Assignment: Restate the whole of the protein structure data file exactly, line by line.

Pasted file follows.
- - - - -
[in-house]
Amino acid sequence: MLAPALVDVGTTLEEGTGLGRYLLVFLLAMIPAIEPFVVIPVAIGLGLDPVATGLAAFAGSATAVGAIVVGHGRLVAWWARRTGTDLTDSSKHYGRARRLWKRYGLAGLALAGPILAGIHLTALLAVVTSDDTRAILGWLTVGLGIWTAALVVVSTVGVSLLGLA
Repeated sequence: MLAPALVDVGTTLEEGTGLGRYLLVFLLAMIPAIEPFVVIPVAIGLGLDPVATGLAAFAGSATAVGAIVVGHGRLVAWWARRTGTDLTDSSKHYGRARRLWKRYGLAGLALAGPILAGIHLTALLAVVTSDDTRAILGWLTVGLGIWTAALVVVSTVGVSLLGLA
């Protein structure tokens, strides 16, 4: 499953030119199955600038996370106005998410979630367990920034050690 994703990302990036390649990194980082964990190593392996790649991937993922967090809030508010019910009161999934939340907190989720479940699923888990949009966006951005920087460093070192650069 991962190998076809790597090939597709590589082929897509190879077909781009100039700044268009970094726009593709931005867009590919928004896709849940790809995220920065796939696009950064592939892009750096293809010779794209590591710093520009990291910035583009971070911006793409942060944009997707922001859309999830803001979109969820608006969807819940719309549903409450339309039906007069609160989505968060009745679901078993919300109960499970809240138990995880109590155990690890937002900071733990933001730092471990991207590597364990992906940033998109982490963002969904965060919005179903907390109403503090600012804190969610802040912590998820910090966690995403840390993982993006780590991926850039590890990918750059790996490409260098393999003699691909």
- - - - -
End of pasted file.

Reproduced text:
[in-house]
Amino acid sequence: MLAPALVDVGTTLEEGTGLGRYLLVFLLAMIPAIEPFVVIPVAIGLGLDPVATGLAAFAGSATAVGAIVVGHGRLVAWWARRTGTDLTDSSKHYGRARRLWKRYGLAGLALAGPILAGIHLTALLAVVTSDDTRAILGWLTVGLGIWTAALVVVSTVGVSLLGLA
Repeated sequence: MLAPALVDVGTTLEEGTGLGRYLLVFLLAMIPAIEPFVVIPVAIGLGLDPVATGLAAFAGSATAVGAIVVGHGRLVAWWARRTGTDLTDSSKHYGRARRLWKRYGLAGLALAGPILAGIHLTALLAVVTSDDTRAILGWLTVGLGIWTAALVVVSTVGVSLLGLA
């Protein structure tokens, strides 16, 4: 499953030119199955600038996370106005998410979630367990920034050690 994703990302990036390649990194980082964990190593392996790649991937993922967090809030508010019910009161999934939340907190989720479940699923888990949009966006951005920087460093070192650069 991962190998076809790597090939597709590589082929897509190879077909781009100039700044268009970094726009593709931005867009590919928004896709849940790809995220920065796939696009950064592939892009750096293809010779794209590591710093520009990291910035583009971070911006793409942060944009997707922001859309999830803001979109969820608006969807819940719309549903409450339309039906007069609160989505968060009745679901078993919300109960499970809240138990995880109590155990690890937002900071733990933001730092471990991207590597364990992906940033998109982490963002969904965060919005179903907390109403503090600012804190969610802040912590998820910090966690995403840390993982993006780590991926850039590890990918750059790996490409260098393999003699691909």